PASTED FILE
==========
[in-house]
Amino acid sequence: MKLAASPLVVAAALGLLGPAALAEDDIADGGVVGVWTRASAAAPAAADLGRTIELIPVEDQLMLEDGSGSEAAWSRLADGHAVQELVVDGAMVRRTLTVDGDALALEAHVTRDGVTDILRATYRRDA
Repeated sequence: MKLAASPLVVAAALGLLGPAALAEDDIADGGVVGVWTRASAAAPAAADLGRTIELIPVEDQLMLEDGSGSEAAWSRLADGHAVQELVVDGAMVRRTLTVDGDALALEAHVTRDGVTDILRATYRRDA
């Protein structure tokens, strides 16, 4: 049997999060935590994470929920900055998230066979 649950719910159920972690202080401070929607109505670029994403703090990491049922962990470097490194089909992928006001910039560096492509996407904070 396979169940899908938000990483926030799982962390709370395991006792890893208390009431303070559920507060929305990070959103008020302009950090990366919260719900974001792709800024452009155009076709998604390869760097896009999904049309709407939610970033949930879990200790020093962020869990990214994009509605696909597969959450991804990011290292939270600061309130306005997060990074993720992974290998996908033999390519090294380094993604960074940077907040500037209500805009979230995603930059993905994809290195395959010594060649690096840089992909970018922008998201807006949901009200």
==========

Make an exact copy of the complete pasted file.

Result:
[in-house]
Amino acid sequence: MKLAASPLVVAAALGLLGPAALAEDDIADGGVVGVWTRASAAAPAAADLGRTIELIPVEDQLMLEDGSGSEAAWSRLADGHAVQELVVDGAMVRRTLTVDGDALALEAHVTRDGVTDILRATYRRDA
Repeated sequence: MKLAASPLVVAAALGLLGPAALAEDDIADGGVVGVWTRASAAAPAAADLGRTIELIPVEDQLMLEDGSGSEAAWSRLADGHAVQELVVDGAMVRRTLTVDGDALALEAHVTRDGVTDILRATYRRDA
């Protein structure tokens, strides 16, 4: 049997999060935590994470929920900055998230066979 649950719910159920972690202080401070929607109505670029994403703090990491049922962990470097490194089909992928006001910039560096492509996407904070 396979169940899908938000990483926030799982962390709370395991006792890893208390009431303070559920507060929305990070959103008020302009950090990366919260719900974001792709800024452009155009076709998604390869760097896009999904049309709407939610970033949930879990200790020093962020869990990214994009509605696909597969959450991804990011290292939270600061309130306005997060990074993720992974290998996908033999390519090294380094993604960074940077907040500037209500805009979230995603930059993905994809290195395959010594060649690096840089992909970018922008998201807006949901009200």